So here I am getting ready to go on leave and realize that I will also be seen as “lucky.”  Why?  Because I will get to leave the desert twice in the deployment, however I don’t feel “lucky” at all.  I am grateful that I get away twice because being my last deployment the less time I spend in the desert the better.  However, going home for my rest and relaxation is bitter sweet.  I know that my wife and friends will love having me home and I will be busy.  I have a wonderful leave planned but know that there is still a dark cloud over my head.  All because of my emergency leave.  I try not to dwell on what happened but others in the unit do not give me that luxury.  Comments that are said either to me or behind my back when people don’t think I am listening resonate their true feelings.  It is like I was given something that everyone should have but the truth is you can have my emergency leave and I will take what was lost from you and see if you feel the same.  My guess is that you would not want to trade with me but I could be wrong (not likely).  So this leave that I am about to take will truly be a Rest and Relaxation leave.  I plan to have as much fun as possible and not think about the desert or what awaits me upon my return.  I do know that I am thankful that the military has an emergency leave policy and that I was able to see how efficient that policy is executed when fellow soldiers that truly care initiate it.  For those that think I am “lucky” I would beg to differ.  If you never have to use emergency leave in your career then you are the lucky ones.  If you want proof ask anyone that has had to use it.  Most would have like to have never received the Red Cross message tell you to come home.

Sunday, January 29, 2012

The Groundhog Day Effect – it happens to all deployed soldiers

There are many surprising similarities between the Bill Murray movie Groundhog Day and each one of my deployments.  To define the Groundhog Day effect you have to know the movie.  Every day Bill Murray’s character wakes up on February 2nd in Punxsutawney, PA where he is a reporting on Punxsutawney Phil coming out of his hole to predict if there is going to be 6 more weeks of winter.  In contrast, in my own life there is no actual groundhog to determine if there is going to be six more weeks of this deployment.  But I assure you – there will be six more weeks and every day will feel like Groundhog Day.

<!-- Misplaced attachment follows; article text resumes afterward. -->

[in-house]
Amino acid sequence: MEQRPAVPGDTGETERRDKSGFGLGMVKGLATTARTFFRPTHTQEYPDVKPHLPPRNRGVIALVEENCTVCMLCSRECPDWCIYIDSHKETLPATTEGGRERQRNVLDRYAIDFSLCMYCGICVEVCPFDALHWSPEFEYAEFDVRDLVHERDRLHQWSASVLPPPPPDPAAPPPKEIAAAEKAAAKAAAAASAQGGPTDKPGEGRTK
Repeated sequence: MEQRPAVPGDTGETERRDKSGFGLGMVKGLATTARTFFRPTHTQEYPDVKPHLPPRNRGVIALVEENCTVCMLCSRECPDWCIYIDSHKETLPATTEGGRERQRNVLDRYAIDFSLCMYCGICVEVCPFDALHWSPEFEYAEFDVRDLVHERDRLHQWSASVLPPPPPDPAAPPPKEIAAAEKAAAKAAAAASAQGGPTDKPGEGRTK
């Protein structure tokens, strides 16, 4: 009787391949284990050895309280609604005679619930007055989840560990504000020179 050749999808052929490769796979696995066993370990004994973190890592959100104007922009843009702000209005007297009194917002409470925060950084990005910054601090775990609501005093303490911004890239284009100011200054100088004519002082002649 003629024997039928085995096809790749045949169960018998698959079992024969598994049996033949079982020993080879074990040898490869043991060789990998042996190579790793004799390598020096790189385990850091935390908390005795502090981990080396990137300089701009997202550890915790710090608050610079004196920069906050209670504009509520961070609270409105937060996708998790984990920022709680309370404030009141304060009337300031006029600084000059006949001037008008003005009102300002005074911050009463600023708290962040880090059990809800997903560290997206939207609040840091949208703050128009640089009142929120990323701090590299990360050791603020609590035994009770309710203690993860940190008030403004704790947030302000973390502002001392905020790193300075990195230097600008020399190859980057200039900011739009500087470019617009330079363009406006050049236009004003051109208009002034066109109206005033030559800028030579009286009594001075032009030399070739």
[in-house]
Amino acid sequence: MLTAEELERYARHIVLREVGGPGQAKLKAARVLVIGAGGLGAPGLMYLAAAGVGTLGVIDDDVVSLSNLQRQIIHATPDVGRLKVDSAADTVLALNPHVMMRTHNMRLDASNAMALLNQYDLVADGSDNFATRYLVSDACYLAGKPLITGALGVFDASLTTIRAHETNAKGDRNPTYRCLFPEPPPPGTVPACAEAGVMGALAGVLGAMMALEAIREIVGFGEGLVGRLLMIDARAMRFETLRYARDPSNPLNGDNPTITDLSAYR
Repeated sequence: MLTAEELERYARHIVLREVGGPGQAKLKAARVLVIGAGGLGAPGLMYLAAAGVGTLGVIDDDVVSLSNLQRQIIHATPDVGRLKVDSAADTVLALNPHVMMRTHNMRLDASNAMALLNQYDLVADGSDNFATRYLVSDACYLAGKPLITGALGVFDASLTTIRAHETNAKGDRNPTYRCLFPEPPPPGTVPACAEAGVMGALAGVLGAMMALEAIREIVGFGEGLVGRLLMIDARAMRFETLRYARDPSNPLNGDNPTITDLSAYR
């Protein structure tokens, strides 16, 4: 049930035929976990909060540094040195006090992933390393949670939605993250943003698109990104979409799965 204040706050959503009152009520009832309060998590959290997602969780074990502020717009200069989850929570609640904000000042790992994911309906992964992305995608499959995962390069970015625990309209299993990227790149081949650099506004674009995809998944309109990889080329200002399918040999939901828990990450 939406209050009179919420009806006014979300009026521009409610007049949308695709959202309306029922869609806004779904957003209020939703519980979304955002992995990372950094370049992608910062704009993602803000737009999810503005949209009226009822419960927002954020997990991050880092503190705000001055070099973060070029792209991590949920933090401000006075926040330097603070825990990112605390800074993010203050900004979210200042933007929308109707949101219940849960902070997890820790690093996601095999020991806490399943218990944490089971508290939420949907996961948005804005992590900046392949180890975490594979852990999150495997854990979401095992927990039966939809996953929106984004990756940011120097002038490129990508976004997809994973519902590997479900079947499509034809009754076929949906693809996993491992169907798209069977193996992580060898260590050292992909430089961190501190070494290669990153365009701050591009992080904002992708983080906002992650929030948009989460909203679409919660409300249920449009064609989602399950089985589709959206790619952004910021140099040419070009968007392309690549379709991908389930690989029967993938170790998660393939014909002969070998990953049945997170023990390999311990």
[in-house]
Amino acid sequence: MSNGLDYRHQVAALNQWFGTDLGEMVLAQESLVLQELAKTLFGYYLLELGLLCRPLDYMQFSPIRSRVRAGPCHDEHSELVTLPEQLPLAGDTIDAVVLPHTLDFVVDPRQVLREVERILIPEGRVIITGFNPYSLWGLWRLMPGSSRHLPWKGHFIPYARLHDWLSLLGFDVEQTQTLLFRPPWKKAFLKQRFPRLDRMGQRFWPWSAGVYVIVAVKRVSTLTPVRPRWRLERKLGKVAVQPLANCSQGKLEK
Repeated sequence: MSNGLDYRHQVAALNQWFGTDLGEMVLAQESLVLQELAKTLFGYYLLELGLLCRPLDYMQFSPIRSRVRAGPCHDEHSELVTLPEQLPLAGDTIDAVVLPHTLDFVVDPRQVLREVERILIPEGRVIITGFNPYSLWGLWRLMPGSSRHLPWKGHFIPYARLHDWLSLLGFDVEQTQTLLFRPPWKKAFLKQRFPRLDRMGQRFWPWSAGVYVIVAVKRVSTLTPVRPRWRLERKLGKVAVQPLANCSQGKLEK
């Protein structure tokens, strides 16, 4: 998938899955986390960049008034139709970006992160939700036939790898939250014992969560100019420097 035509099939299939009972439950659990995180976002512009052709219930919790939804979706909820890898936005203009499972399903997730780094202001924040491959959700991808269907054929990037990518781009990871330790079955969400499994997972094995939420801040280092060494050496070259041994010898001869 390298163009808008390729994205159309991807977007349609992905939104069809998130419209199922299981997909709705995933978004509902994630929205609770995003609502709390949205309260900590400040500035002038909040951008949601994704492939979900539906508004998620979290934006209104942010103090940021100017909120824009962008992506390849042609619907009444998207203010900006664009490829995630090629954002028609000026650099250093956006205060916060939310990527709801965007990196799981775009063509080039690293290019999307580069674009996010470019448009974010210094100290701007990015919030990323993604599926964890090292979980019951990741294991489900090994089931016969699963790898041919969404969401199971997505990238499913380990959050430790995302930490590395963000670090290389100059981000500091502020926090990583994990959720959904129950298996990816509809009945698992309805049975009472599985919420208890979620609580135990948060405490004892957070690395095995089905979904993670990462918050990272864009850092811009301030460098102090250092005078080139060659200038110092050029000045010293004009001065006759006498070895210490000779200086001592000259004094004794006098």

Eerily similar to the movie, each day I wake up to the same music (not Sonny & Cher) and to the same exact routine, surrounded by the same exact sights, sounds, people and routine activities.  No matter what I do, I will wake up each day and it will be Groundhog Day.

I’m not alone.  The Groundhog Day effect is a stark reality for every deployed solider regardless of their specialty and we all know it.  In fact we all joke about it because let’s face it, if you can’t keep a sense of humor over here than your deployment will get the best of you.

So how do I fight the Groundhog Day Effect?  By doing the same thing that Bill Murray did; finding things to do that distract me about where I am and for how long.  This is a lot easier said than done – but not from lack of effort by the US Army.  We are all provided ample opportunity to combat the monotony every day.  The question becomes whether or not you personally want to take advantage of these opportunities or would you prefer to muddle through Groundhog Day – every day. 

It has been my experience over the last three deployments that no matter how much we try to prepare soldiers for the repetitive Groundhog Day Effect, vast majority do not heed the warnings and end up being a victim of boredom.  Why?  Because they spend their entire deployment glued to their Xbox 360, PS3, or whatever gaming device that they own and brought with them.  While this provides a temporary distraction, gaming ends up being just as cyclical as watching Punxsutawney Phil and it does not defeat the Groundhog Day Effect.  Some soldiers try sleep as a strategy, but alas this is also an ineffective defense because it only delays the effects.

So what are the symptoms that you are becoming a victim of the Groundhog Day Effect?  Everyone reacts to this effect differently but some commonalities that I have experienced are:

1.    Irritability at the littlest thing – like a shoe being out of place

2.    Overtired – Getting too much sleep will do this

3.    1,000 yard stare – an emptiness in the eyes

4.    The feeling of going “stir crazy” – this is due to not leaving your living quarters

Take charge of your own life and learn what you can do to effectively fight monotony.  The key is variety of distraction and engagement.  If you step outside your comfort zone every day, and find new things to do, you will find that time moves more quickly.  Here are a few strategies I use:

1.    Engage in community (try Starbucks for a start).

2.    Get out your quarters every day (DFAC does not count). 

3.    Attend an MWR event!  Enjoy a concert and remember that you may never get the opportunity to see some of these performing artists again and its FREE. 

4.    Take in a movie also FREE and first run movies are common.

5.    Blog – keeping in mind OPSEC (loose lips people!)

6.    Take a class.  Learn something.  Make use of your time on deployment

All of these outlets allow you to mitigate the effects of Groundhog Day and who knows maybe just maybe you will forget for that you are far from home and missing you family and friends.  At the very least, you’ll walk away with some irreplaceable experiences.